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Winter 2006

President's Message: Convention Highlights
League Receives ABA Award
Hawaii Coalition Against Legalized Gambling (HCALG) (Grace Furukawa)
National Convention (Marianna Scheffer)
League Attends Special Drug Policy Forum Event (Suzanne Meisenzahl)
Whither Goes Our Republic? (Jean Aoki)
Sad News (Carol Whitesell)
Explanation Worth Considering (Valere McFarland)
Voter Owned Elections (Kory Payne)
On Voting and Not Voting (Carol Bain)
Other Voting Facts
BOE Election (Mary Anne Raywid)
Report of Convention 2006 Action (Sue Irvine)
Growing Movement for National Election of President (Jean Aoki)
Chapter Report - Kauai (Carol Bain)
Chapter Report - Honolulu (Piilani Kaopuiki)
Chapter Report - Hawaii (Marianna Scheffer)

An Explanation Worth Considering

Since this is an election year, there are a lot of articles about our embarrassingly low voting rates in Hawaii and discussions of the reasons therefor. Many are quite superficial, few dig very far below the surface. Political scientist E. E. Schattschneider developed a concept that seems to offer a particularly apt explanation for Hawaii's voting record --the high initial percentages which, in a period of less than 50 years, have plum-meted to the lowest in the nation. He called it privatization – by which he meant a condition or process of "leaving the public out of the decision-making process" (Schattschneider, 1960, p. 140).

The idea was further developed by one of his colleagues, Iannaccone, who referred to privatization as the tendency for power brokers to keep people out of the decision-making process by deliberately keeping it hidden (1977, p. 271). In Hawaii, a one party system, dominated by the Democratic party, has become firmly entrenched since 1954, when the Young Democrats came into power. One-party systems have been notoriously successful as mechanisms for the limitation of conflict, including public discussion, and simultaneously for the depression of political participation.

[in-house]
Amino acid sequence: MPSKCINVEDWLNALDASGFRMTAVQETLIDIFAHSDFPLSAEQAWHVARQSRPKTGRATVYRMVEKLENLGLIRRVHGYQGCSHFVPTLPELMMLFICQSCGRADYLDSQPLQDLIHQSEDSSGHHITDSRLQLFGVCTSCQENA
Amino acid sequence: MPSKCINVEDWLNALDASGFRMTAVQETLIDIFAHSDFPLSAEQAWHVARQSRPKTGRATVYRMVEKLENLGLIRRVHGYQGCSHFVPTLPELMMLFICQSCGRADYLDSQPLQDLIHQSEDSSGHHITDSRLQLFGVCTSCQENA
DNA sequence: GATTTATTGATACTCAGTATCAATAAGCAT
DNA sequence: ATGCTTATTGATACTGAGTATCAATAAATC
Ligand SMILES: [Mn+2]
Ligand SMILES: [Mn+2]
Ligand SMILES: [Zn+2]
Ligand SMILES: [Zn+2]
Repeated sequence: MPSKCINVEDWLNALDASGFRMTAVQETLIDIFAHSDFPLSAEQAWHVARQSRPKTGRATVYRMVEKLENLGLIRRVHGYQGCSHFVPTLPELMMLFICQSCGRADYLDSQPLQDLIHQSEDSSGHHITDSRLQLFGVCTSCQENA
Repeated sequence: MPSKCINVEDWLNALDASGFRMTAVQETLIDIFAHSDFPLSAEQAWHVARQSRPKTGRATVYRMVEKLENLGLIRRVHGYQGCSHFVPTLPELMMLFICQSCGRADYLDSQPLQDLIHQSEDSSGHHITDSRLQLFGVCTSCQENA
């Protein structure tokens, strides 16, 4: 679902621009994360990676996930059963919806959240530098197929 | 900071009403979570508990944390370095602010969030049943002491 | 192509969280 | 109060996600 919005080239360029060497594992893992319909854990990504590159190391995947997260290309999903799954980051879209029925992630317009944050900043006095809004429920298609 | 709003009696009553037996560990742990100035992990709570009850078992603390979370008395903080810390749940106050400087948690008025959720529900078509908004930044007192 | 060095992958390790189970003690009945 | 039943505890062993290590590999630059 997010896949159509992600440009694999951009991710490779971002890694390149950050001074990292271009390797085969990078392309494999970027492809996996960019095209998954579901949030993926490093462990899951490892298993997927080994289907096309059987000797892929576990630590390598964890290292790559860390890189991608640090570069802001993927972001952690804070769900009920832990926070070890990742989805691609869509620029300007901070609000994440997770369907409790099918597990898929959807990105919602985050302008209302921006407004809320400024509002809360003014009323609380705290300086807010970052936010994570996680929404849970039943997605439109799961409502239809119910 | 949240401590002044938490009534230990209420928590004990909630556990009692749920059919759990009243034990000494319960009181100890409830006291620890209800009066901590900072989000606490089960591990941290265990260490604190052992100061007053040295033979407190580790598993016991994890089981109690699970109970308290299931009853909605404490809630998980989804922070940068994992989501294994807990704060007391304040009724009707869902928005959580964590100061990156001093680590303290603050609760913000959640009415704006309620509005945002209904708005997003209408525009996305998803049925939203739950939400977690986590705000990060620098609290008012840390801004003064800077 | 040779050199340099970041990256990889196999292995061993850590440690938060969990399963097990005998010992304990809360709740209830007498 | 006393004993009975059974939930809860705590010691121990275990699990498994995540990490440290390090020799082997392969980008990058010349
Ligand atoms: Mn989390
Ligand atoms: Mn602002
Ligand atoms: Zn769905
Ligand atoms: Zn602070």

This has certainly been the case in Hawaii. According to Schattschneider, the voter can be limited as effectively in other ways as he and she can be by an outright denial of the right to vote (p. 103, 1960). He theorized that a one-party system serves to disenfranchise by completely shutting the public out of the decision-making process. How is this done? By so concealing conflict that the voter is presented with no choices. As Schattshcneider put it:

Above everything, the people are powerless if the political enterprise is not competitive. It is the competition of political organizations that provides the people with the opportunity to make a choice. Without this opportunity, popular sovereignty amounts to nothing (1960, p, 140).

What we can expect from a two-party system is a competitive political system in which competing leaders and organizations define the alternatives as to public policy in such a way as to provide the public a means to participate in the decision-making process.

"Democracy," said Schattschneider,"is a political system in which the people have a choice among the alternatives created by competing political organizations and leaders" (1960, p. 141). Without the two parties, he insisted, there can be no alternatives, no choices, and no democracy. Schattschneider's privatization idea suggests quite a different reason for Hawaii's abysmal voting statistics than those usually offered. It is an explanation that is even harder to do something about than most and it calls for a more long term cure than do most diagnoses. But it may well be worth considering.


Iannaccone, L. (1977). Three views of change in educational politics: The politics of education. In J.D. Scribner (Ed.), The politics of education: The seventy-sixth yearbook of the National Society for the Study of Education (Vol. 77, pp. 255-286). Chicago, IL: The University of Chicago Press.

Schattschneider, E. (1960). The semisovereign people: A realist's view of democracy in America. Hinsdale, IL: Dryden Press.

Valere McFarland
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